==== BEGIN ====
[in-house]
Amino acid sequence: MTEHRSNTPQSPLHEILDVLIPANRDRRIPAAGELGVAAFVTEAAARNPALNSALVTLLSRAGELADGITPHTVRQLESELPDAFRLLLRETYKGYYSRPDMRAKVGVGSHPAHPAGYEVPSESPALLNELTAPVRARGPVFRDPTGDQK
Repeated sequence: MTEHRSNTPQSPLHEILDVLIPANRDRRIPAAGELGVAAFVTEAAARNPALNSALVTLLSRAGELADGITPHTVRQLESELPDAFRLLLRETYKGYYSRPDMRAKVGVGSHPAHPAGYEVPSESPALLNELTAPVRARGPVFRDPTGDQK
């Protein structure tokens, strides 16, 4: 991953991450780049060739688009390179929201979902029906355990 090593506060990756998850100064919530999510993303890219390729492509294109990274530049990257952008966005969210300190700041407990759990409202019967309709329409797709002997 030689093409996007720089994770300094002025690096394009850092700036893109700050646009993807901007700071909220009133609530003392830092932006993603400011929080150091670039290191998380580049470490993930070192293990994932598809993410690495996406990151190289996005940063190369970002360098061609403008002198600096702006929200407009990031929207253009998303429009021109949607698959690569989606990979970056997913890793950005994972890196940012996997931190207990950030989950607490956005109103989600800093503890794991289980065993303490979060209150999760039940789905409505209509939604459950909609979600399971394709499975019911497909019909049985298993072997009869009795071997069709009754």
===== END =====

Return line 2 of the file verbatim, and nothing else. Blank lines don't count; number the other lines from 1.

Amino acid sequence: MTEHRSNTPQSPLHEILDVLIPANRDRRIPAAGELGVAAFVTEAAARNPALNSALVTLLSRAGELADGITPHTVRQLESELPDAFRLLLRETYKGYYSRPDMRAKVGVGSHPAHPAGYEVPSESPALLNELTAPVRARGPVFRDPTGDQK